The pro-imperialist government of Mamadou Tandja followed the dictates of the IMF and World Bank to the point of even privatizing food distribution, causing massive starvation. Likewise, he allowed foreign mining interests to profit from Niger’s rich uranium mines at the expense of the environment and at the expense of harsh exploitation of workers, while giving very little in return to Niger. Workers in these mines are not informed of the risks, not given basic protections, and not given treatment as they develop lung cancer. Primary ownership and operation of uranium mines in Niger is by Areva, a global giant in mining that controls the SOMAÏR and COMINAK operations in Niger.
Mamadou Tandja did the bidding of imperialism and foreign capitalism. Now that he is overthrown, foreign imperialist governments are quick to condemn his overthrow. And, if the new government appears to be ready to follow through on its promise of economic justice, imperialism is likely, as has been the pattern in Africa, to intervene against the new government. The promises of the new government, of course, could all be lies, but it could also indicate possible changes for the better coming as a result of the coup. If the Council is serious about making these promises a reality the coup could mark the opening of a social revolution in Niger and, under those conditions, it is very important that the international working class and anti-imperialist movements oppose any potential intervention by the US, France, UK, UN, or the African Union.
Presently, the whole country of Niger is an example of the failure of capitalism. The only way the new government can follow through on their promise of economic justice will be through overthrowing the capitalist system and pursuing socialist policies. If they even begin to take any moves in this direction they will face the wrath of imperialist blockade and other imperialist intervention. Niger does not have the needed economic and military strength to make it on its own. To succeed, they will need to pursue a revolutionary socialist and anti-imperialist program for all of Africa that sees the need for the formation of a united socialist federation of republics in Africa.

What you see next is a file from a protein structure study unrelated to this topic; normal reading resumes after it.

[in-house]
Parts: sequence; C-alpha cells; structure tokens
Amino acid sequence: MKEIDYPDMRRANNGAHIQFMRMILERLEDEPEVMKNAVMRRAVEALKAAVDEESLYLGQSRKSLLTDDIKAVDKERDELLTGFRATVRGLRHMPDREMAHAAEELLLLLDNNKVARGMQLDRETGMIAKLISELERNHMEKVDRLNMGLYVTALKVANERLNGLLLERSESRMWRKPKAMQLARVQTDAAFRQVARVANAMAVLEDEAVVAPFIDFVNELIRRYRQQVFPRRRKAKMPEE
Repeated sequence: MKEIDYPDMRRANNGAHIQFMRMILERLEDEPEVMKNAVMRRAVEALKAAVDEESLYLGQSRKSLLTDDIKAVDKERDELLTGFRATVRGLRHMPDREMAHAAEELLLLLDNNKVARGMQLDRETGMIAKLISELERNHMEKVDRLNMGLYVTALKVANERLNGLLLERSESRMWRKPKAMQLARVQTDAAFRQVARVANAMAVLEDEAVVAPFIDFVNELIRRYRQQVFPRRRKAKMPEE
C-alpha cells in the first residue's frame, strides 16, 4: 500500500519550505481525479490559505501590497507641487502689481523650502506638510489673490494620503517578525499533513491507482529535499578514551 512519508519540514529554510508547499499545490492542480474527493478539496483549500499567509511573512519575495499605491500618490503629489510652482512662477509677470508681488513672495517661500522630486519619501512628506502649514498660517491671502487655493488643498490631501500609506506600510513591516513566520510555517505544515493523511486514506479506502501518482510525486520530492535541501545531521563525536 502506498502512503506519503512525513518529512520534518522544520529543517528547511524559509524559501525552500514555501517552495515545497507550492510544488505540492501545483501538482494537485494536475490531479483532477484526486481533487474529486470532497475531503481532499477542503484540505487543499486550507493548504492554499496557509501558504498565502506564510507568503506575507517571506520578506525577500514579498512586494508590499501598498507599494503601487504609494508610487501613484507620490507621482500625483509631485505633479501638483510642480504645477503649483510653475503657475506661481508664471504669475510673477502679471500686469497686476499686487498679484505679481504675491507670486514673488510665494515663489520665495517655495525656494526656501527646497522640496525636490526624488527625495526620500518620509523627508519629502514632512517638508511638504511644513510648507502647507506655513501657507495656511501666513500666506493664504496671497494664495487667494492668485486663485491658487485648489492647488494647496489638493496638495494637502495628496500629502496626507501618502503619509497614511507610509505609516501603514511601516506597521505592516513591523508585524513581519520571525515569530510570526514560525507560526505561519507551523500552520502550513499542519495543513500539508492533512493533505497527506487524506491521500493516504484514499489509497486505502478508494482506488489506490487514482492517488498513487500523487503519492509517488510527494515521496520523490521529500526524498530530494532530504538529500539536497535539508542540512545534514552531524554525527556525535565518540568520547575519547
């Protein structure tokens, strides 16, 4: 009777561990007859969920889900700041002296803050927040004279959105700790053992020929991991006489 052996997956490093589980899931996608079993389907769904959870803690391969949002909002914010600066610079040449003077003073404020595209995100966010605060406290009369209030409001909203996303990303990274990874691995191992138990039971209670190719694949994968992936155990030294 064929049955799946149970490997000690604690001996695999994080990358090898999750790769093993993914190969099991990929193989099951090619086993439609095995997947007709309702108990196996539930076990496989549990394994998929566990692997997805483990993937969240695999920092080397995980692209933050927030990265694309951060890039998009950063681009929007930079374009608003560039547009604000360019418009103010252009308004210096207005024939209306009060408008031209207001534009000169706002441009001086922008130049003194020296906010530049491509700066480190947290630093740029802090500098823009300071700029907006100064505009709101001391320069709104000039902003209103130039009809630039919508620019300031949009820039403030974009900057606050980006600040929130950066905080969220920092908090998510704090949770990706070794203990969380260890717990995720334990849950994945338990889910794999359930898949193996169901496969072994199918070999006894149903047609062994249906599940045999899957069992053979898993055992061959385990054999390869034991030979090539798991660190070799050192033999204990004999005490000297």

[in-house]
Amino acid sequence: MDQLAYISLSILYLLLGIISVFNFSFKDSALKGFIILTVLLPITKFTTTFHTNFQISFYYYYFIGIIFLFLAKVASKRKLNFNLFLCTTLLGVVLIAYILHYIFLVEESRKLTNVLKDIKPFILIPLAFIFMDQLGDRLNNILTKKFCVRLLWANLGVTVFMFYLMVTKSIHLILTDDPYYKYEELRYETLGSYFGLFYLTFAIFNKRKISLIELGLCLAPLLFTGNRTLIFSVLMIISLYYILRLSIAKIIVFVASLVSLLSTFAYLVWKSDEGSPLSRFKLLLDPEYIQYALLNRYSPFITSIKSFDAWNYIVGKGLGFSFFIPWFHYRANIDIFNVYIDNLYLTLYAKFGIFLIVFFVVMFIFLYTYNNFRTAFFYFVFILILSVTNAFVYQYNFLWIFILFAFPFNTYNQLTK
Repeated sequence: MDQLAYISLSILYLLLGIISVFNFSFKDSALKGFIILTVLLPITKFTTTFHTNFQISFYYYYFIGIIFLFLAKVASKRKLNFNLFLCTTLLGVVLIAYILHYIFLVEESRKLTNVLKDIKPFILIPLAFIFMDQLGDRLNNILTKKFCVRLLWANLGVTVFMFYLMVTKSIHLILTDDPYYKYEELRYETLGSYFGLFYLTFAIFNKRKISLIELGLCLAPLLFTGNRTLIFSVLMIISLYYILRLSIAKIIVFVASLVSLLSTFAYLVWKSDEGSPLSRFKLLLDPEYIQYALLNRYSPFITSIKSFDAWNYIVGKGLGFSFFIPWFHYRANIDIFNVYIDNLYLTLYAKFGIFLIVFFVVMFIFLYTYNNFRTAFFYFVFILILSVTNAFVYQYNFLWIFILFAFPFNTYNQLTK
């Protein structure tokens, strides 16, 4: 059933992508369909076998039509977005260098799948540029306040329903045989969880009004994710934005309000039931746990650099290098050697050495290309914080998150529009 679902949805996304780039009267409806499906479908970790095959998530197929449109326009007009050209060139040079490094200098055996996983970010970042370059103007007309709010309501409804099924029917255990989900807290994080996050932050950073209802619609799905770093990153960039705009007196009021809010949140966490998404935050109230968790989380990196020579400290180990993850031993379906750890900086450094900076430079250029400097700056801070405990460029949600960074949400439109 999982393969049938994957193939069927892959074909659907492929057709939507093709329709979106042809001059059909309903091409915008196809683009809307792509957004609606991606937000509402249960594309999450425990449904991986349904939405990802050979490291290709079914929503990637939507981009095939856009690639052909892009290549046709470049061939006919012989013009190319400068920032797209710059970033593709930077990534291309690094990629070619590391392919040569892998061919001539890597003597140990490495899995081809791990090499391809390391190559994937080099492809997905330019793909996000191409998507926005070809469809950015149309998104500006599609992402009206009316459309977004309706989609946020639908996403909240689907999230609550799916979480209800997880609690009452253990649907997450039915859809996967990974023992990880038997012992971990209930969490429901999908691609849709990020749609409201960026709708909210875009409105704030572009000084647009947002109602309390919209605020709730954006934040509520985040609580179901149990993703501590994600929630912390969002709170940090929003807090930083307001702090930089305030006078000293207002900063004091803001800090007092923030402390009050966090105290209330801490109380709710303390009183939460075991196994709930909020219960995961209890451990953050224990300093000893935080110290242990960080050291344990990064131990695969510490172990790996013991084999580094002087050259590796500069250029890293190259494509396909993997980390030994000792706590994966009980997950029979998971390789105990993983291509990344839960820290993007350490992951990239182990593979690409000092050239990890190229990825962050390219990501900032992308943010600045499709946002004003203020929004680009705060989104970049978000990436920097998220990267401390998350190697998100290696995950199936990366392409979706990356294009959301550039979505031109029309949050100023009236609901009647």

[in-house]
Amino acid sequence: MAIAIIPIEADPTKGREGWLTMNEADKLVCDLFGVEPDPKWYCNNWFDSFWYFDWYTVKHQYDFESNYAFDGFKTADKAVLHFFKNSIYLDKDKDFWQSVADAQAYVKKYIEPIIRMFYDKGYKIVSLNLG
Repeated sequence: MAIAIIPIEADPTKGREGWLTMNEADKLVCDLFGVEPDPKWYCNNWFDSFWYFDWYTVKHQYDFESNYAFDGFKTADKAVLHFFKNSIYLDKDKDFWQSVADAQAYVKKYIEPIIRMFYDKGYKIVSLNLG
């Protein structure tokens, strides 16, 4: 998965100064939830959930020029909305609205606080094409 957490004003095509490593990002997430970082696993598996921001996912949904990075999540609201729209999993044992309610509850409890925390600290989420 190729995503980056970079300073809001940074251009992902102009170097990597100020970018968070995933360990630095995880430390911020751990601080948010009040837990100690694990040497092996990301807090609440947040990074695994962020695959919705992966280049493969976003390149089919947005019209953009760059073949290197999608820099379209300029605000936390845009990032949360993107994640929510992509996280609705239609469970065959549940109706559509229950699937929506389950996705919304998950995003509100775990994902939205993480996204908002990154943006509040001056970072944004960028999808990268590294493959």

An attempt was made at revolutionary Pan-Africanism in the 1960s. Leaders of this movement included Kwame Nkrumah and Patrice Lumumba.
Kwame Nkrumah, the President of Ghana, advocated the need for Africa to unite to bring together Africa’s rich resources and strengths for a strong economy and to be better able to stand up to European and American imperialism. Unfortunately, as declassified documents show, Kwame Nkrumah was murdered as a result of a coup carried out by the CIA with the help of Britain and France.
Like Kwame Nkrumah, Patrice Lumumba was a Pan Africanist and target of imperialism. He was the democratically elected president of the Congo. Patrice Lumumba was overthrown by CIA and Belgian operations and murdered by the Belgian imperialists after being taken prisoner in a coup. As a result of that coup, the horrible U.S. backed dictatorship of Mobutu was put in power in the Congo for nearly 32 years.
Nkrumah and Lumumba recognized that all African borders are purely artificial. They were drawn up without regard to nationality by the European colonial powers. Niger is a good example of this fact. The ethnic groups of Niger are the Zarma, Hausa, Kanuri, Toubou, Tuareg, and Wodaabe Fula. The land of the Hausa, Kanuri, and Tuareg were split by still existing colonial borders into separate countries. The same is true with other colonies elsewhere, for instance Afghanistan is made up of many nationalities, and one of the primary nationalities, the Pashtun, had their land divided between Pakistan and Afghanistan. Likewise, the imperialist powers divided the Kurdish people between Turkey, Iraq, Iran, and Syria.